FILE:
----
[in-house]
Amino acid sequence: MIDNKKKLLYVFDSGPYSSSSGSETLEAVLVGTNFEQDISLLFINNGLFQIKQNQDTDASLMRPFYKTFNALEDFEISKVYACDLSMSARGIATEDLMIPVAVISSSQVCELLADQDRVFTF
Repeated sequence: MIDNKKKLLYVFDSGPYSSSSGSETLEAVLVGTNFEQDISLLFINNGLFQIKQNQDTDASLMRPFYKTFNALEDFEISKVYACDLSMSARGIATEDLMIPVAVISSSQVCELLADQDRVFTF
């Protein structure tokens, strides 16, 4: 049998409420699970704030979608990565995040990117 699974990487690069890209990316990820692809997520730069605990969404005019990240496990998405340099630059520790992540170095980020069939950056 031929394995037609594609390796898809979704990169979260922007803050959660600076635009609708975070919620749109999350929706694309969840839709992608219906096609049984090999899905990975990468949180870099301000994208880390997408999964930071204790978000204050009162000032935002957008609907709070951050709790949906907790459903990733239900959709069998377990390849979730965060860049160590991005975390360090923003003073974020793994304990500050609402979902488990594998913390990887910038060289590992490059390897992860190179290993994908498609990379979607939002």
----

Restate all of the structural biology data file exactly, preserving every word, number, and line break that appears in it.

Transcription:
[in-house]
Amino acid sequence: MIDNKKKLLYVFDSGPYSSSSGSETLEAVLVGTNFEQDISLLFINNGLFQIKQNQDTDASLMRPFYKTFNALEDFEISKVYACDLSMSARGIATEDLMIPVAVISSSQVCELLADQDRVFTF
Repeated sequence: MIDNKKKLLYVFDSGPYSSSSGSETLEAVLVGTNFEQDISLLFINNGLFQIKQNQDTDASLMRPFYKTFNALEDFEISKVYACDLSMSARGIATEDLMIPVAVISSSQVCELLADQDRVFTF
């Protein structure tokens, strides 16, 4: 049998409420699970704030979608990565995040990117 699974990487690069890209990316990820692809997520730069605990969404005019990240496990998405340099630059520790992540170095980020069939950056 031929394995037609594609390796898809979704990169979260922007803050959660600076635009609708975070919620749109999350929706694309969840839709992608219906096609049984090999899905990975990468949180870099301000994208880390997408999964930071204790978000204050009162000032935002957008609907709070951050709790949906907790459903990733239900959709069998377990390849979730965060860049160590991005975390360090923003003073974020793994304990500050609402979902488990594998913390990887910038060289590992490059390897992860190179290993994908498609990379979607939002």